All documents and books relating to the expedition are of historical value, not only from a travel and discovery perspective but also from a cultural studies standpoint. The ethnocentric descriptions of aboriginal peoples in the places now known as British Columbia, Yukon Territory and Alaska, as well as the general region of Eastern Siberia, typify those attitudes of the time. Telegraph records provide evidence for native land claims such as those of the Gitxsan Nation of northern British Columbia. Dall's records have helped locate Smithsonian exhibits returned to their original native domiciles.


  1. ^ 1634–1699: McCusker, J. J. (1997). How Much Is That in Real Money? A Historical Price Index for Use as a Deflator of Money Values in the Economy of the United States: Addenda et Corrigenda (PDF). American Antiquarian Society. 1700–1799: McCusker, J. J. (1992). How Much Is That in Real Money? A Historical Price Index for Use as a Deflator of Money Values in the Economy of the United States (PDF). American Antiquarian Society. 1800–present: Federal Reserve Bank of Minneapolis. "Consumer Price Index (estimate) 1800–". Retrieved April 16, 2022.
  2. ^ Barman, Jean (1991). The West Beyond the West. Toronto: Univ. of Toronto Press. pp. 86–87. ISBN 0-8020-2739-3.
  3. ^ "Atlantic Cable History". Archived from the original on August 20, 2007. Retrieved August 13, 2007.
  4. ^ Book reviews. "Perry Collins". Archived from the original on September 30, 2007. Retrieved August 11, 2007.
  5. ^ "Lewis Dryden Marine". Retrieved August 13, 2007.
  6. ^ a b c d e Stewart Andrew Robb. "Collins Overland" (PDF). Retrieved August 13, 2007.
  7. ^ a b c d e f Pedersen. "Alaska Science Forum". Retrieved August 12, 2007.
  8. ^ Dowle, Ron, The Semiahmoo Trail Myths Makers Memories, Ron Dowle, Surrey Historical Society, 2008.
  9. ^ McColl, William (1864). Map and report on the proposed route of the telegraph line, Map 10, Tray 2, Miscellaneous, Land Title and Survey Authority (LTSA) of British Columbia, Victoria.
  10. ^ Fort Langley. "Colins Overland Telegraph". Retrieved August 12, 2007.
  11. ^ Anton A. Huurdeman (July 31, 2003). The Worldwide History of Telecommunications. ISBN 9780471205050. Retrieved August 11, 2007.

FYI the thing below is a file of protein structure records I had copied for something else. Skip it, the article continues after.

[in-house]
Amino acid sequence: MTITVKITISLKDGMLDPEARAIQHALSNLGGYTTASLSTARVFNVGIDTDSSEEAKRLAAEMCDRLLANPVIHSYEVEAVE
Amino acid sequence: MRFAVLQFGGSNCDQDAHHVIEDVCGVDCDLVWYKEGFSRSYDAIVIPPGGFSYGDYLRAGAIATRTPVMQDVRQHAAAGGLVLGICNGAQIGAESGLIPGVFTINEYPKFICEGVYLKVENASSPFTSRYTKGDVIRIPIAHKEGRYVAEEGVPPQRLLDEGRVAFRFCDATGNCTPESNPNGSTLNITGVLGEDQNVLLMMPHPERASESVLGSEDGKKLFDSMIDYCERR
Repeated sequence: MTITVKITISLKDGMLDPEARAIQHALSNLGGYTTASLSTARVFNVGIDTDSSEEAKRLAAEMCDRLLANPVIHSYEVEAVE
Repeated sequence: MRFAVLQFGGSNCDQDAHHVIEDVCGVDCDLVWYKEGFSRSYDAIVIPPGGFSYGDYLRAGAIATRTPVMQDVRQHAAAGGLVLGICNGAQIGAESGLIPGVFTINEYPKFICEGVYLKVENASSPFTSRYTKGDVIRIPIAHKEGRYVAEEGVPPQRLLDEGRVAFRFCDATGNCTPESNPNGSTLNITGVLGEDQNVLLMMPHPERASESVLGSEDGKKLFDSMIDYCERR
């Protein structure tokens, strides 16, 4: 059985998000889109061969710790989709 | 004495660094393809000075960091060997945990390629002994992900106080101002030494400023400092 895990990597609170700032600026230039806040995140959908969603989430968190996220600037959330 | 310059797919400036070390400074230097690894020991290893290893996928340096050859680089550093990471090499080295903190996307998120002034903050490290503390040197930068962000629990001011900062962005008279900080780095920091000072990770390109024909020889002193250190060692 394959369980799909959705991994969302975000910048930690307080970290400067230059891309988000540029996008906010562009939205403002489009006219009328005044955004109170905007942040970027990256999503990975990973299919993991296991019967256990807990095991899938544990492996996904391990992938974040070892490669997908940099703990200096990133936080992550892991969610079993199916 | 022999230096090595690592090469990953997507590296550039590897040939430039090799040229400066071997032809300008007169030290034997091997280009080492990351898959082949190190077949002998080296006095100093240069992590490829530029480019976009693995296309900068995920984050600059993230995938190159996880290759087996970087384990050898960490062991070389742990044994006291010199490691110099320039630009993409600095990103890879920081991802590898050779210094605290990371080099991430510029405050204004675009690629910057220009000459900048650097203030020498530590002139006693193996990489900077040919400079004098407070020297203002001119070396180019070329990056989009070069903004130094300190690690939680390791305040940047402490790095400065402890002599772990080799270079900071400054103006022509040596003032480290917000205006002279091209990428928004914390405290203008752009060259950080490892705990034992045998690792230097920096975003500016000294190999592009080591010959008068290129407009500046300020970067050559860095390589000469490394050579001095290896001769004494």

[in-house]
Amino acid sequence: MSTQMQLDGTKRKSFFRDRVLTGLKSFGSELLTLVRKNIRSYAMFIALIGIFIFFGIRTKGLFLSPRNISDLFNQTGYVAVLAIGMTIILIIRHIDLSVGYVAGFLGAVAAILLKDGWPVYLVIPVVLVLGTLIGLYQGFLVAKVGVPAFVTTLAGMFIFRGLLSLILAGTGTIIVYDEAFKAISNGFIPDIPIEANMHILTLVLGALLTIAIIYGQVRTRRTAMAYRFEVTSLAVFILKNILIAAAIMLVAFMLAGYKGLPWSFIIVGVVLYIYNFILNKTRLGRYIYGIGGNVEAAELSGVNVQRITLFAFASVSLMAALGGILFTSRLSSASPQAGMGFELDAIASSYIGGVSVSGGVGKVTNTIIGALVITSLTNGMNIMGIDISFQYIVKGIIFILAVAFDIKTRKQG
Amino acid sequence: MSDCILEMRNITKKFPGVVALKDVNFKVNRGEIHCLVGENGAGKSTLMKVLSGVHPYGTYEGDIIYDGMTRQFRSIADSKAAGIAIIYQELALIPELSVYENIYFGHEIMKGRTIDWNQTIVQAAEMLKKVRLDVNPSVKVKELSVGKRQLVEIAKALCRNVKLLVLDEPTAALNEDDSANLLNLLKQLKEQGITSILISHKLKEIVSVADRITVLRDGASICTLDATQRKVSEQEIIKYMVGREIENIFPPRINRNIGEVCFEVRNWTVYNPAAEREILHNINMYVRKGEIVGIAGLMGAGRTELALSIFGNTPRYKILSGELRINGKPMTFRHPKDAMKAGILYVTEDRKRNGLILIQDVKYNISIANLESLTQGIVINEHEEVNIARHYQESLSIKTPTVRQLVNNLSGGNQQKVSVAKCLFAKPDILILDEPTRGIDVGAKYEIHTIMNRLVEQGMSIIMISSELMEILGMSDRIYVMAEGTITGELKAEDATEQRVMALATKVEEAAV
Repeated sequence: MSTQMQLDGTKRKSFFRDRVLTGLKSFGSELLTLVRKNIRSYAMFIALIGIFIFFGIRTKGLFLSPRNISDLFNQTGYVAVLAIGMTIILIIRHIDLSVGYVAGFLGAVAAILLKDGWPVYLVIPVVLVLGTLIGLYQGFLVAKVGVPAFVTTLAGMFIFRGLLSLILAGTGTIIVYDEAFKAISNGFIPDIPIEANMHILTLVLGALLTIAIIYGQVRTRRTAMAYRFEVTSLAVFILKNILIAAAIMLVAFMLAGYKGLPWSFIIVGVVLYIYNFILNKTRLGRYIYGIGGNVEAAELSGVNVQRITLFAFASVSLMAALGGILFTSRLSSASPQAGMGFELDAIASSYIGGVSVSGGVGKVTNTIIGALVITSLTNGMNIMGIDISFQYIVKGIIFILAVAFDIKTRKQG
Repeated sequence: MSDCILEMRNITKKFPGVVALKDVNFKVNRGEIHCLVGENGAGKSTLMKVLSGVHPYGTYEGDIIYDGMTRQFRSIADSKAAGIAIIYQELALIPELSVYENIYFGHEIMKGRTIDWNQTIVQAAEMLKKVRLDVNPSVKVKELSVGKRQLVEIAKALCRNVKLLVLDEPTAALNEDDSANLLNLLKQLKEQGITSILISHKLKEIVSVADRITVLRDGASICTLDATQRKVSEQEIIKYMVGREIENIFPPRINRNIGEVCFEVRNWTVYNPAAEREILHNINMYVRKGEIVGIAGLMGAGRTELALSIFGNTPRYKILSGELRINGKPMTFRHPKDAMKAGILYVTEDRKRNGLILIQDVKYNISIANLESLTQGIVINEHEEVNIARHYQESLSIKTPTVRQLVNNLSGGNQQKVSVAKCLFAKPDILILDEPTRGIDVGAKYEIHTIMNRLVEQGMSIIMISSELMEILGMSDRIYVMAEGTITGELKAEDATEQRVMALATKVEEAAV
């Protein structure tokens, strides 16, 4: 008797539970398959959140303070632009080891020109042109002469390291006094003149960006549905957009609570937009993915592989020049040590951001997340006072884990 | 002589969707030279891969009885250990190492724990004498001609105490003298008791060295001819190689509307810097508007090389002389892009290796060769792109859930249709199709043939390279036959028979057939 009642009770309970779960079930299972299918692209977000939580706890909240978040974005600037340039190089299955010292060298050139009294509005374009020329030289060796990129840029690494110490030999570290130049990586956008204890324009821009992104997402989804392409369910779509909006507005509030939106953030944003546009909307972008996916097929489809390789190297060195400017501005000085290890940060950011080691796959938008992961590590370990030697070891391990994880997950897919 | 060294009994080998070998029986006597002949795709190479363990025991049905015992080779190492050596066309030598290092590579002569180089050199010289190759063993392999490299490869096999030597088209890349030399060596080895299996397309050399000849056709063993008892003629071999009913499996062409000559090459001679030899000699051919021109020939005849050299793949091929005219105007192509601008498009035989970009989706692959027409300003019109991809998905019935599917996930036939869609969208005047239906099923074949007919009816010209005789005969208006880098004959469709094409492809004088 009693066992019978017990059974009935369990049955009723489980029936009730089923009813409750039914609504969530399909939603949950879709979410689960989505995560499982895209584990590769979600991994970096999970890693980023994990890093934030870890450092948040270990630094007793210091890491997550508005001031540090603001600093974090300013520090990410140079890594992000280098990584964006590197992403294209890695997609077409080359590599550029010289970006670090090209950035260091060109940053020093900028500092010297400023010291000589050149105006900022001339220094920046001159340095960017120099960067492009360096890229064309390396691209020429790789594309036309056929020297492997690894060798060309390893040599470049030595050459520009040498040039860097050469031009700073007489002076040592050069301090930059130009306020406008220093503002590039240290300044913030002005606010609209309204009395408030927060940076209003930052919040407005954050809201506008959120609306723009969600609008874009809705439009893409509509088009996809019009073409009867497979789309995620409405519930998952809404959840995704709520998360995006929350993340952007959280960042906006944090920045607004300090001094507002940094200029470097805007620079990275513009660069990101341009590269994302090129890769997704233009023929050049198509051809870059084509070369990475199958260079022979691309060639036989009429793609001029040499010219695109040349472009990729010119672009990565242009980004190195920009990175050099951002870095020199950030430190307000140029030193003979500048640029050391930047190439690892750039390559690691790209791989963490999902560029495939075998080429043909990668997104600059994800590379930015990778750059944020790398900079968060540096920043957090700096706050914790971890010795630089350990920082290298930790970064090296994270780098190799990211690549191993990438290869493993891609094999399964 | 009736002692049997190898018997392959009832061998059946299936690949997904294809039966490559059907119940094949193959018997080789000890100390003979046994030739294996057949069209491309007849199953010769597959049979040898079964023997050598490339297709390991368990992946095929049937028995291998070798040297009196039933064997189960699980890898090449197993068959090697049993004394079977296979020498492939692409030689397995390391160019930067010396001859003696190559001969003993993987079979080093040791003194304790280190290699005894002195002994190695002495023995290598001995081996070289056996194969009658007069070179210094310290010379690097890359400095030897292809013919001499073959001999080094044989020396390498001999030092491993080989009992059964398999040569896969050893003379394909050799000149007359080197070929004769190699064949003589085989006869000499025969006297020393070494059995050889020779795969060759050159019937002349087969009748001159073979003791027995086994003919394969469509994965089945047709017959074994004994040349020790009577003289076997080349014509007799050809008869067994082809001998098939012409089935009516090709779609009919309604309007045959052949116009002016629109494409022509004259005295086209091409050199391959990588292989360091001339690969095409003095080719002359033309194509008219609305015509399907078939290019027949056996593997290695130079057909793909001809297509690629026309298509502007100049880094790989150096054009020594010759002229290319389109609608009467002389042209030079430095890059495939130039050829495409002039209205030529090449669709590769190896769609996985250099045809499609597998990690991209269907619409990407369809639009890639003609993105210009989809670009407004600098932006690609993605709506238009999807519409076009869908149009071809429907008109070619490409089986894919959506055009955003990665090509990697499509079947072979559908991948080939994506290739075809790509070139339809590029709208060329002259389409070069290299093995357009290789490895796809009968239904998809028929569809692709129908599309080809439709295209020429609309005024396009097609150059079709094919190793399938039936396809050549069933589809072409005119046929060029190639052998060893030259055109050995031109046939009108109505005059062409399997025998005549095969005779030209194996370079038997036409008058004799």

12. ^ Cline, Sperry (1979). Pioneer Days in British Columbia:#5:The Bridges at Hagwilget. Heritage House. p. 35. ISBN 0-9690546-2-9.
  13. ^ Waddell, J.L. (1916). Bridge Engineering. New York, John Wiley & Sons.
  14. ^ Steve Wilcockson in his MA Thesis, University of British Columbia, 1997, believes that the expedition actually was a major cause of the purchase of Alaska by William H. Seward acting for the United States. Seward was a sponsor of the expedition and would have been exposed to the reports coming back from the Smithsonian Institution-sponsored scientists, like Kennicott, of the mineral wealth in the region. It is also no coincidence that among the first arrivals at Nome, Alaska, in its gold rush was a man called Libby, who had been in the same place some thirty years earlier with the Telegraph Expedition.
  15. ^ "Hazelton". Retrieved August 13, 2007.
  16. ^ Bell's Travel Guide. "Burns Lake". Retrieved August 13, 2007.
  17. ^ "Burns Lake". BC Geographical Names.
  18. ^ "Telkwa". Retrieved August 13, 2007.
  19. ^ "Telegraph Creek". Retrieved August 13, 2007.
  20. ^ Vancouver BC, Mitchell Press, 1967
  21. ^ "Mount Pope". BC Geographical Names.
  22. ^ SI Archives. "WH Dall". Retrieved August 12, 2007.
  23. ^ "Bulkley River". BC Geographical Names.
  24. ^ "Bulkley Mountains". BC Geographical Names.
  25. ^ Telegraph history. "Franklin Pope". Retrieved August 11, 2007.
  26. ^ Telegraph trail. "Diary of Franklin Pope". Archived from the original on August 4, 2007. Retrieved August 13, 2007.
  27. ^

Further reading[edit]

External links[edit]